Divided City: The Dark Underbelly of Urban Renewal

Everyone’s talking about how nice this city has become. But has it? Sure, going to a show and grabbing some greasy takeout food no longer means gathering 5 friends and watching each others’ backs each step of the way, but in neighborhoods where I once had to keep my distance from hard-asses throwing death stares my way, I‘m now subjected to yuppies keeping their distance from me when they see my multi-colored hair, ratty black clothes, and uncouth demeanor, with a look on their faces that says, “I thought we got rid of those people!”.

Obviously, the massively complicated Hydra-headed beast called gentrification can’t be comprehensively addressed in one article, so I will stick with the city I call home, Washington DC. I figured its notorious history of socioeconomic stratification made it as good an example as any. If you too have ever had a crackhead walk across 6 lanes of oncoming traffic 5 minutes from the White House to ask you for 2 dollars, you know what I’m talking about.

Whenever I hear talk of how nice DC has become, I can’t help wondering, nice for whom? With all the attention paid to ‘urban pioneers’, I’ve noticed a sore lack of air-time given to those whose roots are in this city, whose lives are entwined in it. I wanted to learn how gentrification is treating this significant yet unsung population.

What did I find out?

Unfortunately, not much. Plenty of people (including me) mouth off about displacement, but since the city has no system for tracking the reasons people vacate residences or where they go afterwards, we don’t actually know anything about it. Some Washington Post articles briefly mention families struggling to pay rent amidst rising housing costs, some of whom have moved to the Maryland and Virginia suburbs to reduce the financial crunch. Most blogs and forums provide more self-satisfied bravado than insight. Yes, young professionals and gratuitously expensive nightspots eager to take advantage of them are ubiquitous, and the impoverished natives are not in on it. DUH. These posts would hold my interest if they weren’t mostly written by the gentrifiers themselves as a vehicle for slippery moral speculations aimed at alleviating their guilt.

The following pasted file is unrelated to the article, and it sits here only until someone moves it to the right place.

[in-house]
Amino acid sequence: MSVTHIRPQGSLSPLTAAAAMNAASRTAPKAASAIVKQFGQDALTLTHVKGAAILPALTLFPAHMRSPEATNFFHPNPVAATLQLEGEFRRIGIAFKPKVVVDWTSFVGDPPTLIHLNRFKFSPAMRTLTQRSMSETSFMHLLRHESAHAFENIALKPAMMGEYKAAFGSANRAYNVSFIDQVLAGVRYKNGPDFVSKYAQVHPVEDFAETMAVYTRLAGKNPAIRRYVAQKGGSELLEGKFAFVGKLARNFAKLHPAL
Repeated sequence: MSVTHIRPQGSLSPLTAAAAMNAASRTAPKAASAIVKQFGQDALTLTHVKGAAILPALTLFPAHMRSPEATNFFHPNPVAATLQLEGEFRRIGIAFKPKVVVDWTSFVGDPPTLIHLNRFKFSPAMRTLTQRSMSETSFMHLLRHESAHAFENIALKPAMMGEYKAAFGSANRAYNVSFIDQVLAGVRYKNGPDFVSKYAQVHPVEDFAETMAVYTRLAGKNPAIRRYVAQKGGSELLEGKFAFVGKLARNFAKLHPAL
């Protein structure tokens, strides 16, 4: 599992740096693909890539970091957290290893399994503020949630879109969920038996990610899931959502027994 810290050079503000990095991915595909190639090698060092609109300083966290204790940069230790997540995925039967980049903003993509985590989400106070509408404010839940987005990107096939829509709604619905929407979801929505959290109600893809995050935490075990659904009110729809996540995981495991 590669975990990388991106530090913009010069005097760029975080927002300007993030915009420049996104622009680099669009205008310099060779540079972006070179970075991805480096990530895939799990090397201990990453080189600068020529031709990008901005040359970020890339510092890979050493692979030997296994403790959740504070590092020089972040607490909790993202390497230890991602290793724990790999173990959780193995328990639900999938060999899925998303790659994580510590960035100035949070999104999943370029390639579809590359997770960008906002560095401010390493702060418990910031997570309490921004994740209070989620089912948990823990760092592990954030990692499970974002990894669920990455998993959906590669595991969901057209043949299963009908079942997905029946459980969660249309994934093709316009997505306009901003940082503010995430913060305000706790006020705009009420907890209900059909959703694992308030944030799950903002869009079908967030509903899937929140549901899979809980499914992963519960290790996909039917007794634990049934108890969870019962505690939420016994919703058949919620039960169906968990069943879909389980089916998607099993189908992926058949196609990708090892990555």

The Census Bureau and the DC Fiscal Policy Institute reveal DC’s stunning set of contradictions: it has the highest median income and most competitive job market in America, yet also has one of America’s largest income gaps, a poverty rate 4 percent above the national average, and steadily rising unemployment and homelessness.

Like I asked before, nice for whom?

Even though my initial search dredged up barely any information, I still want to know more, and I don’t want to settle for conjecture. Anyone who’s looking can see the writing on the wall; the ever-increasing numbers of sleeping bodies on the sidewalks, the lines snaking around the block to snatch up what little low-income housing becomes available. But without more firsthand accounts and hard data, how is anyone supposed to know what has become of those getting the short end of the stick? How is anyone going to be able to help them?


6 comments on “Divided City: The Dark Underbelly of Urban Renewal

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